Tag Archives: Facebook

Issues of Research Ethics in the Facebook ‘Mood Manipulation’ Study: The Importance of Multiple Perspectives

 

By: Michelle Broaddus, Ph.D.

A new study using Facebook data to study “emotional contagion,” and the ensuing backlash of its publication offers the opportunity to examine several ethical principles in research. One of the pillars of ethically conducted research is balancing the risks to the individual participants against the potential benefits to society or scientific knowledge. While the study’s effects were quite small, the authors argue that “given the massive scale of social networks such as Facebook, even small effects can have large aggregated consequences.” However, participants were not allowed to give informed consent, which constitutes a risk of the research and the major source of the backlash.

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Issues of Research Ethics in the Facebook ‘Mood Manipulation’ Study: The Importance of Multiple Perspectives (full text)

 

By: Michelle Broaddus, Ph.D.

A recent paper published in the Proceedings of the National Academy of Sciences describes a mood manipulation experiment conducted by Facebook scientists during one week in 2012 that suggests evidence of “emotional contagion,” or the spread of positive and negative affect between people. The backlash to this publication has been significant. As two examples, Slate.com published a piece entitled “Facebook’s Unethical Experiment: It intentionally manipulated users’ emotions without their knowledge” and The Atlantic’s piece, “Even the Editor of Facebook’s Mood Study Thought It Was Creepy.”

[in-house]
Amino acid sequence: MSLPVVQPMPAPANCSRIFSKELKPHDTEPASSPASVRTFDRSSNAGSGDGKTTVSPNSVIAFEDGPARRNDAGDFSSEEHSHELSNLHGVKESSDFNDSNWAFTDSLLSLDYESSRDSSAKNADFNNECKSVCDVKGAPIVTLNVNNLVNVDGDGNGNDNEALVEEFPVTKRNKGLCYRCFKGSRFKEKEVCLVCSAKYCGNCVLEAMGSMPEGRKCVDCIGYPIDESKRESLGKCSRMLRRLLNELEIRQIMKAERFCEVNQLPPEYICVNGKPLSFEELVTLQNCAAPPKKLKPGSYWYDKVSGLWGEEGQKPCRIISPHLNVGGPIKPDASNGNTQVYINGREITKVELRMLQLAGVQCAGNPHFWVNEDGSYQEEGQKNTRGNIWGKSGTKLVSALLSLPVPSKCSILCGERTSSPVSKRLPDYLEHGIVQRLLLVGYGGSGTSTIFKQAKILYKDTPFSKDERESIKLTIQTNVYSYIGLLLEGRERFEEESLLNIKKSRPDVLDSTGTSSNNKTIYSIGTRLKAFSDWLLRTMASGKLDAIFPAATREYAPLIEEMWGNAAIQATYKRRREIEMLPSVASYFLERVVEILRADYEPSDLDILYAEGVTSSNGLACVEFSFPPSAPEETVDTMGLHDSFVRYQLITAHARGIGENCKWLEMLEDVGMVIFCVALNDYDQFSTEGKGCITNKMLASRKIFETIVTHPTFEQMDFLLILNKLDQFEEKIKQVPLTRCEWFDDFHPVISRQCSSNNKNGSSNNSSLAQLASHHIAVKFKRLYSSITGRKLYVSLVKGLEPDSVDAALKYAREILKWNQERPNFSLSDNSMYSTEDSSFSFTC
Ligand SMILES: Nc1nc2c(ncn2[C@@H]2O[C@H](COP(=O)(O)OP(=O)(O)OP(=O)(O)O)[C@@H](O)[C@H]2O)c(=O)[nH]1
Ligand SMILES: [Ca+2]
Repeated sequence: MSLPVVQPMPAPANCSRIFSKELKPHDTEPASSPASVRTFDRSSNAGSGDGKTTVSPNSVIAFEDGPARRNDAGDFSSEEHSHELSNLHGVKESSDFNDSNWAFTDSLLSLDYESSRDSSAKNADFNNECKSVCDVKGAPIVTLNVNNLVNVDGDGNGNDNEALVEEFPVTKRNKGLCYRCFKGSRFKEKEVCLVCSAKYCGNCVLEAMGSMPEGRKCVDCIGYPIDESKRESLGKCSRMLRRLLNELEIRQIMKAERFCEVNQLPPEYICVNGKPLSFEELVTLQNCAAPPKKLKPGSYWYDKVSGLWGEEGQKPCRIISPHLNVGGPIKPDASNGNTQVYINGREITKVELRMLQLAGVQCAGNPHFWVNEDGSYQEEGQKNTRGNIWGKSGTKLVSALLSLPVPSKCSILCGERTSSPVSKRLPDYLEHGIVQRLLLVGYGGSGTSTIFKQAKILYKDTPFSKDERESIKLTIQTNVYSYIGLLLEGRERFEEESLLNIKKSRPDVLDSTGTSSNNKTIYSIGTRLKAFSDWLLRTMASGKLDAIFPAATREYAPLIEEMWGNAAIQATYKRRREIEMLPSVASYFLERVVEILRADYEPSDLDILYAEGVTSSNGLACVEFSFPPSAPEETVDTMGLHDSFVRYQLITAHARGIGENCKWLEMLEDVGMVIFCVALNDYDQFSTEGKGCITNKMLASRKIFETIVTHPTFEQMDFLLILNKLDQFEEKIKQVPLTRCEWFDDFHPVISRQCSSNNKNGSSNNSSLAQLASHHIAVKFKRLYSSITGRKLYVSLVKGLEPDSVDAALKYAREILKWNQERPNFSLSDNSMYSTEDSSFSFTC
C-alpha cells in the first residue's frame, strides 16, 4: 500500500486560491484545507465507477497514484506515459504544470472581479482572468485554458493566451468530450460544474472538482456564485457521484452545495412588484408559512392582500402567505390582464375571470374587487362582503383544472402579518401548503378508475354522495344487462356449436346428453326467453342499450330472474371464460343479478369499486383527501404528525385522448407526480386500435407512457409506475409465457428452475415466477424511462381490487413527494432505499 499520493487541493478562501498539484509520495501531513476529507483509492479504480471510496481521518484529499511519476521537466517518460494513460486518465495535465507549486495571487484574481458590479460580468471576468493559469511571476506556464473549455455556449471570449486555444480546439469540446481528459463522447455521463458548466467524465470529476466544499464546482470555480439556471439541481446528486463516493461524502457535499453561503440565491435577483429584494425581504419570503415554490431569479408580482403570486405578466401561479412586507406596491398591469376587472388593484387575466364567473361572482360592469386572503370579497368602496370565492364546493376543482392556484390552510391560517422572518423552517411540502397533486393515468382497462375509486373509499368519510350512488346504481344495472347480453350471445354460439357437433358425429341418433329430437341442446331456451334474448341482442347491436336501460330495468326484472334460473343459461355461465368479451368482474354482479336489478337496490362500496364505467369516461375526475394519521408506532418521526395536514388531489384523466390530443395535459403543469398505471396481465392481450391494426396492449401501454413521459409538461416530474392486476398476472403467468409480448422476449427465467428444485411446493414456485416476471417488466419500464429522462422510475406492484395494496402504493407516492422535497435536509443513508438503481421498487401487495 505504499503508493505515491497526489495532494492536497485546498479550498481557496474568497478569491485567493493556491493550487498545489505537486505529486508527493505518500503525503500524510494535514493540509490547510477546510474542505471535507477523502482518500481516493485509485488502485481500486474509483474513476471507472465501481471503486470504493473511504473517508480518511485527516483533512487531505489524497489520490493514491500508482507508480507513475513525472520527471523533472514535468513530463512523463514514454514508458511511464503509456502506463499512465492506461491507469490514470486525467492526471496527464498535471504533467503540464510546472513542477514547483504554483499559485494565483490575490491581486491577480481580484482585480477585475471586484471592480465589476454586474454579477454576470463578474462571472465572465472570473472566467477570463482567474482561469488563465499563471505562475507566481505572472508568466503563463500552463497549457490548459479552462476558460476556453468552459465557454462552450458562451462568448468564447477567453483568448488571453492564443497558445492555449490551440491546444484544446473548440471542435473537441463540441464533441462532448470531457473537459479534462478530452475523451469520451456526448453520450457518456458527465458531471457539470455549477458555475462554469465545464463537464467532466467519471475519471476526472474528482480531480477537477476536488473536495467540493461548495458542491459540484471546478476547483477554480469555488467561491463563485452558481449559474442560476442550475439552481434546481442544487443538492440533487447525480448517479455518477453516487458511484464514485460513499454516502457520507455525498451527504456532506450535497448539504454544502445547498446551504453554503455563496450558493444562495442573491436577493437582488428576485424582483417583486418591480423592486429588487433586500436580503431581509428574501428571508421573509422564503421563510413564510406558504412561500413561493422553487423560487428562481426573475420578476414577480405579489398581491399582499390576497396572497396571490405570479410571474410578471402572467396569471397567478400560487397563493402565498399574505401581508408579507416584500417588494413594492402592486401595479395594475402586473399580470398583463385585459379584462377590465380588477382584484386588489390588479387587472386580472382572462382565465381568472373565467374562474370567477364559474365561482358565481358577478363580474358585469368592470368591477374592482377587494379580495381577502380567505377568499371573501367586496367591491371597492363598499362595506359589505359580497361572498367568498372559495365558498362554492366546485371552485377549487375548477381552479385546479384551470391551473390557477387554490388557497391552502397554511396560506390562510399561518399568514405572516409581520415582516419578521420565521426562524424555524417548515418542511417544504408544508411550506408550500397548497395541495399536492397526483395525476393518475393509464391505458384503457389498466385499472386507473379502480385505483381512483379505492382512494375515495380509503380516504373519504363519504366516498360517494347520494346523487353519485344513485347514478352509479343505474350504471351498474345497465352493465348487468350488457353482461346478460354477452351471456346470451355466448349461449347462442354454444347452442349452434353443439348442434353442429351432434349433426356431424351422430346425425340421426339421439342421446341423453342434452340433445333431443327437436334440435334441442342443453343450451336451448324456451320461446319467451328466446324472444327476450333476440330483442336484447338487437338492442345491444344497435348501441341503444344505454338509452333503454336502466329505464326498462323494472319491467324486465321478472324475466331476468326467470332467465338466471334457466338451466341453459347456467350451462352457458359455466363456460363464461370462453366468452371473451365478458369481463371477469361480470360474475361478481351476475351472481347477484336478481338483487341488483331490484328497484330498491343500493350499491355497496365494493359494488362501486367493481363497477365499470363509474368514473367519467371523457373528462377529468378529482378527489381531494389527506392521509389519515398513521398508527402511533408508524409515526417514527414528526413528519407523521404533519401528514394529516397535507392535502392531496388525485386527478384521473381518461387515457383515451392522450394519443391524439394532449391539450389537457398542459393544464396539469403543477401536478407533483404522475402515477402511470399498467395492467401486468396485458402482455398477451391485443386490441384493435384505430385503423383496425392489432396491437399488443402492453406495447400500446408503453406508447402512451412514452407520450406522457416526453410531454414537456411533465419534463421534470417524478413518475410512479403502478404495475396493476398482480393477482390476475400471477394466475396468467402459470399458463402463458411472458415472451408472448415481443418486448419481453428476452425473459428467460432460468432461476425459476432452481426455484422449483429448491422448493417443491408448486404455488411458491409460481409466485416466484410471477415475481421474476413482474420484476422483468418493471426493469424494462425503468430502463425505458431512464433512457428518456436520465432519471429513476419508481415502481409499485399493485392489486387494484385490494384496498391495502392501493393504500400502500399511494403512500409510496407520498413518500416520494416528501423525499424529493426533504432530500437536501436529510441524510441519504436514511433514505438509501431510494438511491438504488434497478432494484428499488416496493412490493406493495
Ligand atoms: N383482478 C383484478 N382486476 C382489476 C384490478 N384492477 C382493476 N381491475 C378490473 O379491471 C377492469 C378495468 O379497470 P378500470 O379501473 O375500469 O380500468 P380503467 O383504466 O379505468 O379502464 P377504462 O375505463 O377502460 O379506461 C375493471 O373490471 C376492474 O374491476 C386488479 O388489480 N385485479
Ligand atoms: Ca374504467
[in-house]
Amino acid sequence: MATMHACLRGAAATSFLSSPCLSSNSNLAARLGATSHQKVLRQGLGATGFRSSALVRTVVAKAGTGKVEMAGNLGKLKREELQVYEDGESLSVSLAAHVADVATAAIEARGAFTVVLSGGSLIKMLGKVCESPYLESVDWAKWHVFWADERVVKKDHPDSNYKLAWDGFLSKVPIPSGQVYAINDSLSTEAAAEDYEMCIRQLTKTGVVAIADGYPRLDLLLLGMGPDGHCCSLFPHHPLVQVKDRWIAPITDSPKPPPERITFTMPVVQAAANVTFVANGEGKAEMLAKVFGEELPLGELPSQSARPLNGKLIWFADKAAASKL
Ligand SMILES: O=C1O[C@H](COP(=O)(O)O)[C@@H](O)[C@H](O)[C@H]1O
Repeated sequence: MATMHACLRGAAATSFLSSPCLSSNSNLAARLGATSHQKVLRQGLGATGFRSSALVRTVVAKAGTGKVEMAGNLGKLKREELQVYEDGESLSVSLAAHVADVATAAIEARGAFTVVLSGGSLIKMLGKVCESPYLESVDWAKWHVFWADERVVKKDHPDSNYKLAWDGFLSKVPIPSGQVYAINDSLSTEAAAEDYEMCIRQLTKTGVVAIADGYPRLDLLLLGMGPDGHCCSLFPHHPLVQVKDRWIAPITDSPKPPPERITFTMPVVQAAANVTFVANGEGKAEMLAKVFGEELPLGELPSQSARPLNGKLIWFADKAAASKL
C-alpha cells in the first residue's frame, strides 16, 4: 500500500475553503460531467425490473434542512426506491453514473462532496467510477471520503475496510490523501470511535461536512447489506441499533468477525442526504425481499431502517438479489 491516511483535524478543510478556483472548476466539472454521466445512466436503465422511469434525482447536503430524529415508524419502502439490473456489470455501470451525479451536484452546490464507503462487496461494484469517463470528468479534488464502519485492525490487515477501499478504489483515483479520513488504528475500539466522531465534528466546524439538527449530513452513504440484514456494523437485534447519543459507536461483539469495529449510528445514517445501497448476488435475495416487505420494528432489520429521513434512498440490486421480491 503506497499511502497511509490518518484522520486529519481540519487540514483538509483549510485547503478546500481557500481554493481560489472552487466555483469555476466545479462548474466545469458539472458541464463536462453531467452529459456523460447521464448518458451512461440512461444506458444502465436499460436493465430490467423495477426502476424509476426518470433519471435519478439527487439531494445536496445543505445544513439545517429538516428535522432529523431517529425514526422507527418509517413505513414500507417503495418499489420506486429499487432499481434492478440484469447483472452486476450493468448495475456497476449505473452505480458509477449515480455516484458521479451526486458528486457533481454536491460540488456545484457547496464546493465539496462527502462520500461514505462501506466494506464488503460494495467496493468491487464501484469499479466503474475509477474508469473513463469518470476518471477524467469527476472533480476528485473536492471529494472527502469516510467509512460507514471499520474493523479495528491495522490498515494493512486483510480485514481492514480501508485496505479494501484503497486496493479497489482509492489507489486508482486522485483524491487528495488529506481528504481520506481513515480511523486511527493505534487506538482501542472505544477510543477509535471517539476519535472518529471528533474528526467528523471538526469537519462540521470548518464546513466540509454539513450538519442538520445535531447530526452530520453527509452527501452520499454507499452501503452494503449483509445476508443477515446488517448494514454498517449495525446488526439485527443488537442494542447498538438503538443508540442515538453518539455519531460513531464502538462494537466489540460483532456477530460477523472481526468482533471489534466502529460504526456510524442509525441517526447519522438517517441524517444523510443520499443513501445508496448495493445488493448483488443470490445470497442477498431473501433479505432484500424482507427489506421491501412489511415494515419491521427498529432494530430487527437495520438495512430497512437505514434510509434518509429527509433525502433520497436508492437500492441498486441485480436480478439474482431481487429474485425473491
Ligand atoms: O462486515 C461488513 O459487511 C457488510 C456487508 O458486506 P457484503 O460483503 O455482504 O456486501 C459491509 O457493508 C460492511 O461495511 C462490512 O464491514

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HIV Prevention Research Ethics Training Institute Fellow Publishes Study on HIV Testing and Facebook

Dr. Sean D. Young, a 2013 Fordham University Research Ethics Training Institute Fellow

While Facebook may be used primarily to reconnect with old friends and share vacation photos, a recent study suggests that it  may also be an important tool in HIV prevention.

A new study by Fordham University HIV Prevention Research Ethics Training Institute Fellow Dr. Sean D. Young of UCLA found that using social media and online communities not only leads to increased HIV testing and encourages significant behavior change among high risk groups, but also turns out to be one of the best HIV-prevention and testing approaches on the Internet.

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Using Your Moral Compass to Navigate the College Experience

On August 26, 2013, Dr. Adam Fried, Assistant Director of the Center for Ethics Education, gave the following address at the Academic Convocation for the Fordham College at Rose Hill Class of 2017. Dr. Fried was asked to speak on behalf of all members of faculty, and to welcome the new class to the Fordham University academic community. In case you were unable to attend, here is a transcript of the address:

Using Your Moral Compass to Navigate the College Experience

By: Adam Fried, Ph.D., Assistant Director, Center for Ethics Education

Thank you, Dean Parmach.  Welcome students!  I’m so honored and excited to have an opportunity to speak with you today.

First, let me tell you a little about what I do.  I’m the assistant director of the Fordham Center for Ethics Education.  We organize conferences and lectures, conduct research, administer an undergraduate essay prize in ethics, and offer a Master’s in Ethics and Society and an undergraduate interdisciplinary minor in bioethics. Our programs provide the Fordham community and the public with the knowledge and skills to shape a just society. At Fordham, I teach and my work centers on ethics.  But I am also a clinical psychologist and I have worked with veterans, college students and at-risk children and adolescents.  Although these two areas, ethics and psychology, may seem quite different, there is in fact a great deal of overlap.

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